Imprisonment, job loss and lawsuits: Charlottesville neo-Nazis have suffered miserably after infamous hate rally
It’s been two years since neo-Nazis marched with Tiki torches in Charlottesville, Virginia, and a new report from the Anti-Defamation League has found that many of the marchers have not fared well since that fateful weekend in August 2017.
The ADL this week published a “Where Are They Now?” guide to the 2017 Charlottesville demonstrators and found that a good deal of them suffered from various repercussions for their actions, including “imprisonment, job loss, de-platforming — or banning users who violate their terms of service — on social media platforms, travel bans and rejection by friends and family.”
Among those who saw their lives ruined by their participation in the rally are three former active-duty Marines who were discharged by the Marine Corps after they were discovered marching in Charlottesville.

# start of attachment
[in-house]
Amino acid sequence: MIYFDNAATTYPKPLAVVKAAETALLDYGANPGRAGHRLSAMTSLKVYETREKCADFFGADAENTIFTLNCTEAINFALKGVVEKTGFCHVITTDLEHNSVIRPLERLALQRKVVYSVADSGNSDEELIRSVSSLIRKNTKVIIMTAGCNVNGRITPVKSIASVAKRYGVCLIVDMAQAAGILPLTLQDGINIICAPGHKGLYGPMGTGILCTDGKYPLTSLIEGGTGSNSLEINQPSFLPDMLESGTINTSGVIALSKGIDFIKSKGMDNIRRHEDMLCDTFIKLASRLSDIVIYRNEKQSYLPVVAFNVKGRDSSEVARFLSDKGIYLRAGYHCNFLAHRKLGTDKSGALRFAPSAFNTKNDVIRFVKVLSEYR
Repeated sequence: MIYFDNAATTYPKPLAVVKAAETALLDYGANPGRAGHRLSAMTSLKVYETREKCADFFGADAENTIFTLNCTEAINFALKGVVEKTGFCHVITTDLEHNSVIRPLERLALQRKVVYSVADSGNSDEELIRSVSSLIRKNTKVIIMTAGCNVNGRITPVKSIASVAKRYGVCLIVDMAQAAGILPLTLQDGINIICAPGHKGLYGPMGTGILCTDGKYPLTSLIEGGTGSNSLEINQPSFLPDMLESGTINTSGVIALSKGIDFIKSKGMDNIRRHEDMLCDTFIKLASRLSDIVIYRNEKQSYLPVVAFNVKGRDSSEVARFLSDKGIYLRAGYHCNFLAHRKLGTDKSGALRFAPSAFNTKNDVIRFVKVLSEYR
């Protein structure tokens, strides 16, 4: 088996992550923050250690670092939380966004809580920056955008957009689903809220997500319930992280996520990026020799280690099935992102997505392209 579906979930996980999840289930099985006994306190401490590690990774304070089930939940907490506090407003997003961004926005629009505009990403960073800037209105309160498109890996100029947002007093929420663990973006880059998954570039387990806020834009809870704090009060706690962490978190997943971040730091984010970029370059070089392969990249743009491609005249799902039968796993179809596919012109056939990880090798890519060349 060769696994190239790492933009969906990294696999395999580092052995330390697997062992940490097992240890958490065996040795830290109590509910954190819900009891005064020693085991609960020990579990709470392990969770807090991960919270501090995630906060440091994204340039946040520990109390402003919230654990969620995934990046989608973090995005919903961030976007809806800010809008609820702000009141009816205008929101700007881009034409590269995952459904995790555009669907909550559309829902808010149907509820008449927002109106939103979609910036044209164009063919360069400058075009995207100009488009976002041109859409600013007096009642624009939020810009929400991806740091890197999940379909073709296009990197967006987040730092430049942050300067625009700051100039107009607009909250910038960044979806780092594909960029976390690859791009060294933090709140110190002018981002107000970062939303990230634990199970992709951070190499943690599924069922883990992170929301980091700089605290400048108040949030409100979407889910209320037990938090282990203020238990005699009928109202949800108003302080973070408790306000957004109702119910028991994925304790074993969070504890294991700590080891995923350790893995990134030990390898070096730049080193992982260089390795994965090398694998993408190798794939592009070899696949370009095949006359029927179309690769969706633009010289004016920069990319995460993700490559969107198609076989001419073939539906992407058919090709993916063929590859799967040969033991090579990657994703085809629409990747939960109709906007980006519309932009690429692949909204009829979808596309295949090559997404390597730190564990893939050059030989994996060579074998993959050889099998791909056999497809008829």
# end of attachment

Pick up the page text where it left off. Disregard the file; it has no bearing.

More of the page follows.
The report also found that more than a dozen “Unite the Right” marchers have since been imprisoned for various crimes, most notable Ohio resident James Alex Fields, Jr., who was convicted of murdering counter-protester Heather Heyer after he plowed his car into a group of people.
But he’s far from the only neo-Nazi in jail, the ADL reports.
“Also sentenced to substantial time in prison: three of four men found guilty of ‘malicious wounding’ for their roles in the parking deck assault of an African American man during Unite the Right,” the ADL says. “Daniel Patrick Borden of Ohio was sentenced to three years and 10 months, Jacob Scott Goodwin of Arkansas received an eight-year sentence, and Alex Michael Ramos of Georgia received six years. A fourth man, Tyler Watkins Davis, is scheduled for sentencing later this month.”
And even Unite the Right organizers who are not in legal jeopardy have found themselves getting hounded by civil lawsuits at both the state and local level accusing them of conspiring to promote violence.